Compost system saves dollars

Compost system saves dollars

ADF News
Craig Davis with some of the compost made on his farm that has improved soil and pastures.

Craig Davis with some of the compost made on his farm that has improved soil and pastures.

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ONE of the first Victorian dairyfarmers to roll out a commercial-scale compost management plan on his property of 550 hectares, Tesbury's Craig Davis believes what comes out of a cow is as important as what goes in.

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ONE of the first Victorian dairyfarmers to roll out a commercial-scale compost management plan on his property of 550 hectares, Tesbury's Craig Davis believes what comes out of a cow is as important as what goes in.

The winners of this year's South West Dairy Awards Natural Resource and Sustainability Award, which involved more than 330 regional dairyfarmers, Craig and wife, Tanya, say their transition to sustainable farming has been lucrative.

Working on the principle there is more to soil than nitrogen, phosphorous and potassium, the Davises have made major changes to their 600-head milking herd at Tesbury, near Cobden, in recent years.

This follows trips to Holland and New Zealand to learn about alternative farming methods that minimise or use waste.

"We throw out 80% of our waste so I thought 'why can't we make compost for the farm?', because we are one big veggie patch really," Mr Davis said.

"In Europe they use 100% of their waste; in Australia we throw it out.

"I believe there is more in our effluent ponds than any ag department can tell us when you put it in a compost form, it is readily available for the plant to get working."

The couple will speak at the 2013 South West Soil Conference at Warrnambool next month about their seven-year transition to alternative farming, which focuses on soil science and management.

The five-year development of a dairy effluent management system has seen the dairy make at least $40,000 in conventional fertiliser savings annually.

The system uses woodchips, unused or damaged hay and solid waste from the effluent pond in a composting system, in conjunction with a liquid waste irrigation system.

About 2500 tonnes of compost is made each year on the farm and spread at 2.5 tonnes/hectare with 6 tonne spreaders.

Following annual soil tests, different biological fertilisers are added to the compost at a heavily reduced rate of 10% of a conventional rate because the nutrients are activated at a greater rate.

Mr Davis said the move had revolutionised their farming practices and resulted in significant soil health improvements, a radical drop in fertiliser use, financial savings and the recovery of clover after more than a decade barren on the property.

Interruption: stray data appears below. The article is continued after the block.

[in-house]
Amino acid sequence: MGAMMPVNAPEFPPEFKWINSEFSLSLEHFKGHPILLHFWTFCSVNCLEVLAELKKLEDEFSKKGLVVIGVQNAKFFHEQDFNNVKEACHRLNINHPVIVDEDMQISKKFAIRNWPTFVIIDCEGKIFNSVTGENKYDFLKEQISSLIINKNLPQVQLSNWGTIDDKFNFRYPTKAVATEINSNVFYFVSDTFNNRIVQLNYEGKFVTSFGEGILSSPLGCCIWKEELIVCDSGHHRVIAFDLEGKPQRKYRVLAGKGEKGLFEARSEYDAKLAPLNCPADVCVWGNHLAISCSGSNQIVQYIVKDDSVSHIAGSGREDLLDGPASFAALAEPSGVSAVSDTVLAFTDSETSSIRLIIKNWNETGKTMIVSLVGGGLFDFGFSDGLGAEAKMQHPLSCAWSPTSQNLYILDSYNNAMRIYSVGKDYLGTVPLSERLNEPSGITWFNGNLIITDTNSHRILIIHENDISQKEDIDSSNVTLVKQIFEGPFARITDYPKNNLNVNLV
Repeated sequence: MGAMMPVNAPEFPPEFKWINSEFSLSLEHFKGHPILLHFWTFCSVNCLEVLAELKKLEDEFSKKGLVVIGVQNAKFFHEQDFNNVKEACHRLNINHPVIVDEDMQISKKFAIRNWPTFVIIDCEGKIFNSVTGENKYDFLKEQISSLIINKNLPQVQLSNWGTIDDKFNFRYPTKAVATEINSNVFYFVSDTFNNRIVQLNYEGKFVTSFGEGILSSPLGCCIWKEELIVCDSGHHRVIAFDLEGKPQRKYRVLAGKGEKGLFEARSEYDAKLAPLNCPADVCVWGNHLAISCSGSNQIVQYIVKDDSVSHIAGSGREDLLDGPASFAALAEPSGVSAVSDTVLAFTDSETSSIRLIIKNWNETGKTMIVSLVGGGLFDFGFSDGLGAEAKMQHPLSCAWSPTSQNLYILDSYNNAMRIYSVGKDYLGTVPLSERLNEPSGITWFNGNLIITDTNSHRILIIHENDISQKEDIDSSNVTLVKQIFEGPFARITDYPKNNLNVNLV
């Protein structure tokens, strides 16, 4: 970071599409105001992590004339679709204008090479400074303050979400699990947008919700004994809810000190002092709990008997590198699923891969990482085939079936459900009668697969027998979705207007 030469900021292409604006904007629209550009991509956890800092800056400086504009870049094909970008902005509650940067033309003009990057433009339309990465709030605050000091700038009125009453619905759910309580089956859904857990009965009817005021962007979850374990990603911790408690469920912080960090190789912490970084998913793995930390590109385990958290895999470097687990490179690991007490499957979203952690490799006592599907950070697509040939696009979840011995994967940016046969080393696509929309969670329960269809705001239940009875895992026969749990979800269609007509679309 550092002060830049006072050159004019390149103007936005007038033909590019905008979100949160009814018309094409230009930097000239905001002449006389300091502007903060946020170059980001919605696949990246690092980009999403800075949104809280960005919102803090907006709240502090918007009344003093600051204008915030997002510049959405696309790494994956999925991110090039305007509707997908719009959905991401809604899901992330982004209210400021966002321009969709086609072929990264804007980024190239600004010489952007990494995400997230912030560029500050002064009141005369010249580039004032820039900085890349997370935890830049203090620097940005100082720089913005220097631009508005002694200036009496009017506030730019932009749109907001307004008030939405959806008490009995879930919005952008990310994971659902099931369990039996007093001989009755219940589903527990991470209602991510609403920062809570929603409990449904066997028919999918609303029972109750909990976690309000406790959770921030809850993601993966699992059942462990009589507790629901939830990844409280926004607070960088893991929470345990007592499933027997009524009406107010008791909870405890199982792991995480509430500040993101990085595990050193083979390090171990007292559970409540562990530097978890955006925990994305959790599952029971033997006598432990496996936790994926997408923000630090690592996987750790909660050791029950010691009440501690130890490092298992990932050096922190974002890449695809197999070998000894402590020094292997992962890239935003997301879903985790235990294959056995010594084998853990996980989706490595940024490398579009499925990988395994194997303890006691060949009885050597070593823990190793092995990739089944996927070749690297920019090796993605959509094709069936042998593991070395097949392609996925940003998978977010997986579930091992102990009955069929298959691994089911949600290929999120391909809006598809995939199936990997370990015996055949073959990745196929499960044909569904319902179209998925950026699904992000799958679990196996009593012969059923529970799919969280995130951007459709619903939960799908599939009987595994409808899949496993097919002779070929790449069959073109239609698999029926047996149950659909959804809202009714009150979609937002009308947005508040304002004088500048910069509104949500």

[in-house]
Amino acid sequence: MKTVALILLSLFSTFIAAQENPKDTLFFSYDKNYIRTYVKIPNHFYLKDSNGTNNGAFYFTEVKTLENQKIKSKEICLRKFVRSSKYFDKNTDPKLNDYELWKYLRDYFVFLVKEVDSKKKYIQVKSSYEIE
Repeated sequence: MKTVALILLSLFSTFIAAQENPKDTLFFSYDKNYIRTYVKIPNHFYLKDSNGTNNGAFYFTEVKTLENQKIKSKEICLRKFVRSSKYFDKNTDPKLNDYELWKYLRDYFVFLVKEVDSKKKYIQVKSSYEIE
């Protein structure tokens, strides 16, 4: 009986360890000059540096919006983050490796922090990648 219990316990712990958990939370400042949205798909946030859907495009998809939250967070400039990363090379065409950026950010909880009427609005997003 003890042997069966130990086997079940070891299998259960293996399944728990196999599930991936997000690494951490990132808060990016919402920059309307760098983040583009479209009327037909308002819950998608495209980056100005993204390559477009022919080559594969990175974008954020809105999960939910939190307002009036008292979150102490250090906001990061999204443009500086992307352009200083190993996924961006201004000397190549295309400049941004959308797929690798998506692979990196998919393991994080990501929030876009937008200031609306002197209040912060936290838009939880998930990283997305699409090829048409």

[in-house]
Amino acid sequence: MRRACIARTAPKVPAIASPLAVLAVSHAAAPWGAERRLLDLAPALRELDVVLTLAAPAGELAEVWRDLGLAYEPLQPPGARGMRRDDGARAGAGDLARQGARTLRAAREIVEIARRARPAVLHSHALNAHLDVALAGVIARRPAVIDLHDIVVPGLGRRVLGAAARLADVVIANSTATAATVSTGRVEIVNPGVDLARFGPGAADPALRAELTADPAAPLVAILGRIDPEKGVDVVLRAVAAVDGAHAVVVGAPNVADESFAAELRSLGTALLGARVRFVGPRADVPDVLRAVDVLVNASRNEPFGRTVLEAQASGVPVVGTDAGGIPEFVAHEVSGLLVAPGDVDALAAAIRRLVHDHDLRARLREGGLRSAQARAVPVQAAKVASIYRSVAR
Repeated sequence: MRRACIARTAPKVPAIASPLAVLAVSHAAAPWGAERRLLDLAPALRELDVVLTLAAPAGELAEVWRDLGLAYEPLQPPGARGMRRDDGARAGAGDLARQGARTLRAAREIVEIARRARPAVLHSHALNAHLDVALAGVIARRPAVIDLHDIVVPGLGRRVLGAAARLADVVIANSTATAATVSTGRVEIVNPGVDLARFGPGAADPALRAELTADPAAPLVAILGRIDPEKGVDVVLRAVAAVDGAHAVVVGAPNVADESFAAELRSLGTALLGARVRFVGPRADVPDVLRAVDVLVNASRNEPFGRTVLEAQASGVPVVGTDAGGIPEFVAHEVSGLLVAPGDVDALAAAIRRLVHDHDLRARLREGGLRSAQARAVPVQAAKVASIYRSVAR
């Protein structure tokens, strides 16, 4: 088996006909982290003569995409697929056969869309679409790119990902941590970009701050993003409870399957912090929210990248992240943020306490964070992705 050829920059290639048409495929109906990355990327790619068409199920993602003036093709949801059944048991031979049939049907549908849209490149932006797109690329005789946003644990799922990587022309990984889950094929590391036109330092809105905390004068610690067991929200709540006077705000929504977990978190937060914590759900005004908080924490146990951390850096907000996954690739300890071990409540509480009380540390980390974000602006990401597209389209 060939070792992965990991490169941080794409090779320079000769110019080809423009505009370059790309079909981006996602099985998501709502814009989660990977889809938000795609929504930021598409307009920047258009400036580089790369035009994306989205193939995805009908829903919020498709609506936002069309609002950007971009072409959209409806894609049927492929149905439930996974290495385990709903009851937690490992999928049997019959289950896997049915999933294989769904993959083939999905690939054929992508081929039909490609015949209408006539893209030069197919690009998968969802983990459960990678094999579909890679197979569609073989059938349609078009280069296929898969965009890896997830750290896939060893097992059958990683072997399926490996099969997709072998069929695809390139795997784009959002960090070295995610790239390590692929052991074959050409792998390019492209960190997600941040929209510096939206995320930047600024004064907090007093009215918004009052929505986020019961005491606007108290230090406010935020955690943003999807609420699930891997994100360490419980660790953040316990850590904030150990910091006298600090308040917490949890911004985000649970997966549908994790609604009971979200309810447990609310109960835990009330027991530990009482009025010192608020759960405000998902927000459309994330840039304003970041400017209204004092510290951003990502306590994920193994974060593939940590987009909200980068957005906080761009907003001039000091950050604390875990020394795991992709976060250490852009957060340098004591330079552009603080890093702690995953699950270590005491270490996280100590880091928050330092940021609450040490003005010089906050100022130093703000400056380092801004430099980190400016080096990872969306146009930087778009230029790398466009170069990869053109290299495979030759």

They have had 40% savings on phosphorous and potassium fertiliser inputs, 90% nitrogen fertiliser savings and 10% reduction in water use.

He said they had recorded more than 70 worms in a shovel area, the recovery of clover content in pastures, raised soil carbon content, improved root penetration, reduced soil pests as well as improved herd health.

"We started seeing clover come back and we haven't seen clover on the paddocks for 15 years it is unreal," Mr Davis said.

"When we started getting the soil biology working again, what we found is that clover just started coming back, we didn't need to plant it; all of a sudden our roots have grown from six inches to a 450mm.

"Our plants and the biology in the ground started working again, so once you get clover back in then you have nitrate fixation too."

While there were no major saving in the first year, savings were noted from year two and by the fifth year significant bottom line benefits were evident.

"We use 80% less chemicals on weeds and pests because when you get the biology right, they don't seem to come any where near as much," he said.

However the move has meant a challenging education for the Davises, who said you can't simply throw compost on the paddocks but need "a new appreciation for your soil" as the biology was complex and science focused.

It had been a slow process understanding the benefits of effluent waste but one with which it was worth persisting.

The dairy chases the fresh milk market with a split calving season and has 80ha of irrigated land.

They are environment and production focused businesses and have increased biodiversity plantings with shelter belts and the removal of willows from the waterways.

This has brought a reduction in the nutrient run-off into the Curdies River and increased pasture growth.

The selection of deep-rooted pasture species has improved the grazing regimes on the farm and ensured grazing persisted through the dry period between October 2012 and May 2013.

Mr and Mrs Davis will be sharing their sustainable farm practices knowledge at the South West Soil Conference in Warrnambool on September 4 and 5.

Details: Heytesbury District Landcare Network, phone (03) 5598 3755 or website www.swsc.com.au

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